Earlier today, we shared a post about current Wyoming fires. Check it out to see where they are located and how they impact you.
National Park Service, U.S. Forest Service & U.S. Fish and Wildlife Service shared the following today:
Throughout the fire season, fire managers in western Wyoming review the need for additional staffing and consider management actions such as the need for fire restrictions. They evaluate long-term weather forecasts, fuel moisture at various elevations, recent trends in the number of natural and human-caused wildfire starts, available staffing to respond to fires and other emergencies, and the general amount of activity on public lands. All of these factors contribute to fire danger ratings and the need for fire restrictions.
The current forecast for western Wyoming is for cooler and wetter conditions this weekend. Based on this forecast, managers will reevaluate the need for restrictions following this predicted weather event.
Fire danger is currently rated high in most areas west of the continental divide in Wyoming, and is very high in the area encompassing the Wyoming and Salt River ranges. While fire restrictions are not in effect for most of western Wyoming, partial restrictions are in effect for Teton County.
Following a week of 90-degree temperatures, extremely low humidity, red flag warnings, and no rainfall, conditions are prime for wildfires. Patrollers continue to find campfires that have not been completely extinguished, meaning that people are still leaving fires unattended in these hot, dry, windy conditions.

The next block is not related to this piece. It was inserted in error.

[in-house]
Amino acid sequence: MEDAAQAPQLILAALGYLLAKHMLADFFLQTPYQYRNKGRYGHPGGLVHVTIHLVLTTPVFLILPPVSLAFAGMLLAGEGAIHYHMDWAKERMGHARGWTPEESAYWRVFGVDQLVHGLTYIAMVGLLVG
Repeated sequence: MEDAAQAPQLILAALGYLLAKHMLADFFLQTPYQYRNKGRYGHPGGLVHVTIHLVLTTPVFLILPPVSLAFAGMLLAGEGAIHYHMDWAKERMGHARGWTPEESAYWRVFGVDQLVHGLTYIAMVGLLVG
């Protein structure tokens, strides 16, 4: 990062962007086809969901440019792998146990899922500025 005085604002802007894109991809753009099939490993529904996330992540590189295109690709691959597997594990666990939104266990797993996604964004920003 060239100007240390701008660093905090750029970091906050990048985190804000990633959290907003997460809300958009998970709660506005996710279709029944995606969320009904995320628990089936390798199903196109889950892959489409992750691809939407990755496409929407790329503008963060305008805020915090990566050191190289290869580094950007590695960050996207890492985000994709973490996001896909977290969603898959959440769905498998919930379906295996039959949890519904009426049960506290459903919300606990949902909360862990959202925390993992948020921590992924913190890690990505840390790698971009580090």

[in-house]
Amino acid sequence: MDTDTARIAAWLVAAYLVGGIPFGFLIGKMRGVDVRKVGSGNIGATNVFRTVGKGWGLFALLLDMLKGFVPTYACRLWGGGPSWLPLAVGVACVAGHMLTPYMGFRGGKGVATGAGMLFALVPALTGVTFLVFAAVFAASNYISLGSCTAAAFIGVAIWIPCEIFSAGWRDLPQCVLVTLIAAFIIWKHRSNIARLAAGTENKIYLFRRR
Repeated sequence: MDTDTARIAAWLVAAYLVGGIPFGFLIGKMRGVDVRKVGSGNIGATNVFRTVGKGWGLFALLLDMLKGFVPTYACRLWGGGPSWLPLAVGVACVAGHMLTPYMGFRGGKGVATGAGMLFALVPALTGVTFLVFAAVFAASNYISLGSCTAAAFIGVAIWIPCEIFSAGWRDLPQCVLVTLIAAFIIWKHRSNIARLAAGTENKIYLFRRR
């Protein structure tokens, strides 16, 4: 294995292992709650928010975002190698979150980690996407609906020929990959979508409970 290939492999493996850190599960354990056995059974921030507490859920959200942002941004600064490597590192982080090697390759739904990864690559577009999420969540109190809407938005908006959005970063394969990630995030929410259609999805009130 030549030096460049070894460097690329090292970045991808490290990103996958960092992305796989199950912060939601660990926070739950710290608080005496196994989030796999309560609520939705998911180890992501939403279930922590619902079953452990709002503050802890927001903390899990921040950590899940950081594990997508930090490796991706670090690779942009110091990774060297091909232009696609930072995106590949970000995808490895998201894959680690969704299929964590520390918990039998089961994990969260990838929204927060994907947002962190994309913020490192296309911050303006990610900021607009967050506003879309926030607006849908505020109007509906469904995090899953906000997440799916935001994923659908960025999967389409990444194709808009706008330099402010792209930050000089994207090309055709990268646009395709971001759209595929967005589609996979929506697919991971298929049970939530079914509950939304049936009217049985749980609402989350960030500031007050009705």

Firefighters are successfully responding to a number of fires in western Wyoming. In the past week, 4 new human-caused wildfires required response in the Teton Interagency Dispatch area, including the Saddle Butte Fire near Jackson, Wyoming. While abandoned campfires are a common cause of wildfires, dragging tow chains and exploding targets have also drawn recent attention. Each fire requires an urgent response and ties up valuable resources, not to mention the cost of each incident.
In light of these dry conditions, it is more important than ever to make sure all fires are completely extinguished. If you choose to have a fire, never leave it unattended and keep it small. Have plenty of water and a shovel on hand, make sure it is in an area cleared of vegetation, and keep sparks from travelling in the wind. Take extra care with vehicles on dry grass, smoke in areas free of vegetation, and be aware of how your actions affect your surroundings.